Determined not to give in to his already weakened state, Joe tried to ward off the blows being delivered to his battered body. After the first assault, Joe knew it was worthless, he felt his draining strength begin to ebb away. His assailant continued with such brutality that Joe was barely able to defend himself, and totally unable to retaliate against the man’s viciousness.
Without warning, the attack stopped as abruptly as it had begun. Joe lay on his back, his breath coming in rapid little gulps. His head pounded, his senses dulled by the beating, could barely distinguish between what was real and what appeared to be surreal. He could hear voices, and then shouting…and then there was a ruckus, someone was fighting. Joe heard a table being knocked over and then a cry of agony…a plea…
It was a struggle to do so, but with sheer determination, he pushed himself up on one elbow, shaking his head gently from side to side in an attempt to clear the fog. When hands reached out through the darkness at him, Joe drew back, sucking air into his lungs, ready for the blows to begin pelting his body once more.
“NO!” he screamed in a weakened voice.
“Joe…Joe…it’s alright…it’s only me!”
“Hoss…Oh God…thank goodness,” Joe sobbed.
“Easy, Shortshanks…you’re hurt…” Hoss said as he helped Joe into a sitting position.
He eased his brother gently back until Joe rested against the wall.
“I’m alright…” Joe said, looking into his brother’s face.
“Let me light the lamp…I wanna see that man’s face,” Hoss declared, striking a match to the wick of the lamp that sat on another table, just down the hall.
Both could see the man’s body lying face down. The long black cloak obscured the man’s face and prevented the brothers from seeing it.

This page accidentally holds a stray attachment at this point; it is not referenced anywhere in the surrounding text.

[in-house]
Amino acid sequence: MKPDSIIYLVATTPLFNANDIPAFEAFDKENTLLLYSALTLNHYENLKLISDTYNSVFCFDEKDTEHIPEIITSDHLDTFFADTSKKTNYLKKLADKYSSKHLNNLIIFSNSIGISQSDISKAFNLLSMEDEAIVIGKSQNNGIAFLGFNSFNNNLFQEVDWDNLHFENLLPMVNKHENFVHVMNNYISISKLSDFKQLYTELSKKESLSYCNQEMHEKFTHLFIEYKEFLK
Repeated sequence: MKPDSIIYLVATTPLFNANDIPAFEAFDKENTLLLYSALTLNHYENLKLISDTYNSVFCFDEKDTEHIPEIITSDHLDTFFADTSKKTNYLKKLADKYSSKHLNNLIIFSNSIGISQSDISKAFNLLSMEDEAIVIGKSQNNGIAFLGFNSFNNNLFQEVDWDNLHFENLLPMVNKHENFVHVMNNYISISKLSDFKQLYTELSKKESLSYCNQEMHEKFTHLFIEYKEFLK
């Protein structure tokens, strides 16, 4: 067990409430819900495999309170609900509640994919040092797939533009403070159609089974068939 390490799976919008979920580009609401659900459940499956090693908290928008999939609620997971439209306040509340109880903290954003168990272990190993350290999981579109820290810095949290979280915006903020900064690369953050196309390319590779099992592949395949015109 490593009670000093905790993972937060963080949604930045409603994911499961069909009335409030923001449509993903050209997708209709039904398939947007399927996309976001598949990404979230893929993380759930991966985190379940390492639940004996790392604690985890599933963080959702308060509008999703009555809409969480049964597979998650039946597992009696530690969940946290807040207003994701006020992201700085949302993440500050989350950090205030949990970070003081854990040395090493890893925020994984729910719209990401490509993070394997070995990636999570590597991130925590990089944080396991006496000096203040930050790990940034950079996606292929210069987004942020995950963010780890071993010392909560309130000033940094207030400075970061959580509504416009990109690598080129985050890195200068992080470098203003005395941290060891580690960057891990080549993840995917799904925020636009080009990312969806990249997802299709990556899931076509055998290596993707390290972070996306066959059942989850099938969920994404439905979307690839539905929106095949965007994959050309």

“He jumped me while I was in the barn,” Hoss explained, squatting down next to Joe. “I caught a glimpse of his face, Joe…and I swear…I mean…I thought…Adam had broke jail…”
“Adam?” stammered Joe, moving along the floor toward the man’s body. “Hoss…it’s probably the same man that…look,” he uttered, moving the cape from the man’s face, Joe helped Hoss turn the man onto his back.
“Dadgum! Will ya look at that?” stammered Hoss as he turned to look at Joe.
Joe’s eyes met his brother’s; both wore stunned expressions on their faces.
“Joe,” whispered Hoss, “I ain’t never seen anything like it…this could be our big brother’s twin…”
“Yeah…” Joe said slowly, “except for the hair…this man’s is lighter…look, he’s coming around, better tie him up.”
“Yeah,” said Hoss, racing into the bedroom and grabbing the tiebacks from the drapes.
He returned and pushed the man into a sitting position, pulling his arms behind his back, Hoss tied the man’s wrists tightly.
“That should hold’em,” he said.
He hauled the man to his feet with one hand and with the other he helped Joe get up.
“Who are you?” Hoss demanded, but the man refused to answer.
“Fine, have it your way, but you’re going to jail…Joe, you get back in bed and stay there, I gots work to do…”
“What about Hank…and say, where’s Hop Sing?”
“I found Hank on the front porch, this here scoundrel broke his neck…he’s…dead, Joe.”
Joe swallowed hard, he had liked the old man and so had everyone else. It galled him that the crippled man had been so ruthlessly murdered.
“What about Hop Sing?”
“I found him in the kitchen. He’d been slugged, but he’ll be alright…he’s takin’ care of Hank. I’m goin’ to take his body into town and this dude to Roy Coffee’s jail,” explained Hoss.
“Then I’m going with you,” Joe stated.